"Unacceptably" high eurozone unemployment ran at a record 12 percent in February, official data showed Tuesday, with more than 19 million people on the dole a "tragedy" for Europe.
The figures and a weak manufacturing sector report added to the gloom after data earlier this year had encouraged some hope the European economy might finally have touched bottom.
Analysts said the reports pointed instead to worse to come, with the jobless queues likely to grow as the debt crisis continues to sap the economy.
"Such unacceptably high levels of unemployment are a tragedy for Europe," said a spokeswoman for EU Employment Commissioner Laszlo Andor.
"The EU has to mobilise all available resources to create jobs ... young people in particular need help," she said.
The Eurostat data agency said unemployment in the 17-nation eurozone at 12 percent was unchanged from January when the figure was initially given as 11.9 percent.
In the full 27-member EU, unemployment in February rose to 10.9 percent from 10.8 percent, with 26.34 million out of work.
Some 33,000 joined the jobless queues in the eurozone and 76,000 in the EU over the month of February, Eurostat said.
Compared with a year earlier, the increase was 1.78 million in the eurozone and 1.81 million in the EU.
The highest unemployment rates in February were in Spain with 26.3 percent and neighbour Portugal, on 17.5 percent. Greece was put at it 26.4 percent but this figure is for December, the latest available.
The lowest rates were 4.8 percent in Austria and 5.4 percent in Germany, Europe's biggest economy.
With youth unemployment a huge cause of concern, Eurostat said the jobless rate for under-25s ran at 23.9 percent in the eurozone and 23.5 percent in the EU.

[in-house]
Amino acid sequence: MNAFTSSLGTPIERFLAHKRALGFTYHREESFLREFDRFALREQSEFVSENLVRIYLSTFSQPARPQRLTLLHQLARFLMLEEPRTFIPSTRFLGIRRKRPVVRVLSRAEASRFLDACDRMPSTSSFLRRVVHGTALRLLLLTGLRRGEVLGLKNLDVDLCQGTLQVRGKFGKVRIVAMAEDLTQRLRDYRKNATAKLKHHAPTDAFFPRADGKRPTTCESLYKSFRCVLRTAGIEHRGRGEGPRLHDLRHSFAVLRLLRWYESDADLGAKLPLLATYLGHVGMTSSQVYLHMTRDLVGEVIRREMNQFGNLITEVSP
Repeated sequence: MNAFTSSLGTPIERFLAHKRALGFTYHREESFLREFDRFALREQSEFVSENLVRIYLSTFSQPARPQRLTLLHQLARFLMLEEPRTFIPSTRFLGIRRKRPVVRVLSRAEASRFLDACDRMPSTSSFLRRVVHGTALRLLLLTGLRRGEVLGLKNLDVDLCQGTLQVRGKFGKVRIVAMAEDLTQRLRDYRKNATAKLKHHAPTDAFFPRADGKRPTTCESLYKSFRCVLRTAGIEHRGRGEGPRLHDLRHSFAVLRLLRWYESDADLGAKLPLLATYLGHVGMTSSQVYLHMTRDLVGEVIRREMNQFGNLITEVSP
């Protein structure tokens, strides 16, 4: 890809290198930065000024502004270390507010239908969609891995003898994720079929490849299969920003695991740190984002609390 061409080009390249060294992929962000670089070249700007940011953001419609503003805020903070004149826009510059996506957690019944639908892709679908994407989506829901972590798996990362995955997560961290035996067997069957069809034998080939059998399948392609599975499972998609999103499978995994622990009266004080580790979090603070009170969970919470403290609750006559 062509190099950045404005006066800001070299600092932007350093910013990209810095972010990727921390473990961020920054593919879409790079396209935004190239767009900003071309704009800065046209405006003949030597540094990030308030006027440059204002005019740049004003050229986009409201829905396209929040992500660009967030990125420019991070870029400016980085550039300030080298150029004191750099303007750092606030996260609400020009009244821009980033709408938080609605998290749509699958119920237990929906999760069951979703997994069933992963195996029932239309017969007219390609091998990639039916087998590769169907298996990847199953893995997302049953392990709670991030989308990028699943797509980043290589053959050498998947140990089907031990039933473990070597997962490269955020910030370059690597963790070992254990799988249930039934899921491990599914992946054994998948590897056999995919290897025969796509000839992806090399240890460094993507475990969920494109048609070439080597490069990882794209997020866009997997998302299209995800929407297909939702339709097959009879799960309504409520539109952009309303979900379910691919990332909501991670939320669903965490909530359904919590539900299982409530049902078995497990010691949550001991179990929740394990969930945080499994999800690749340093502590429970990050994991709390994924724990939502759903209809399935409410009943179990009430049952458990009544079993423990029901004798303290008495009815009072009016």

Among the countries with the highest youth jobless levels, Spain was on 55.7 percent, followed by Portugal on 38.2 percent and Italy with 37.8 percent.
Greece was the highest with 58.4 percent but this was also for December.
Howard Archer of IHS Global Insight said the figures marked a "dismal landmark" at 12 percent -- already very close to the official EU 2013 forecast of 12.2 percent.
Archer said unemployment was now up for a consecutive 22nd month and even if the report did show the jobless numbers were not rising as fast as before, "an overall turnaround in eurozone labour markets still looks some way off."
The second quarter outlook is "far from bright," he said, and unemployment could "very well near 12.5 percent late in 2013 or early in 2014."
Jennifer McKeown at Capital Economics was equally downbeat.
The February data "is further confirmation of the underlying weakness of the economy," Mckeown said.
Manufacturing data meanwhile showed the slump deepening sharply as even Germany was dragged down.
The Markit Eurozone Manufacturing Purchasing Managers Index fell to 46.8 points in March, up from an initial estimate of 46.6 but well short of the already weak 47.9 posted in February.
The outcome left the closely followed indicator at a three-month low and below the 50-points boom-bust line since August 2011.
Germany at 49 points slipped to a two-month low while "rates of decline gathered pace in all the other nations ... with the exception of France," Markit said in a statement.
France stood at 44 points, a three-month high, while Italy was on 44.5, its lowest for seven months and Spain on 44.2, a five-month low.
Manufacturing "looks likely to have acted as a drag on the economy in the first quarter, with an acceleration in the rate of decline in March raising the risk that the downturn may also intensify in the second quarter," Markit chief economist Chris Williamson said in a statement.
"The surveys paint a very disappointing picture across the region," Williamson said.
The Cyprus debt bailout appeared not to have had any impact so far, he said, but "the concern is that the latest chapter in the (eurozone debt) crisis will have hit demand further in April."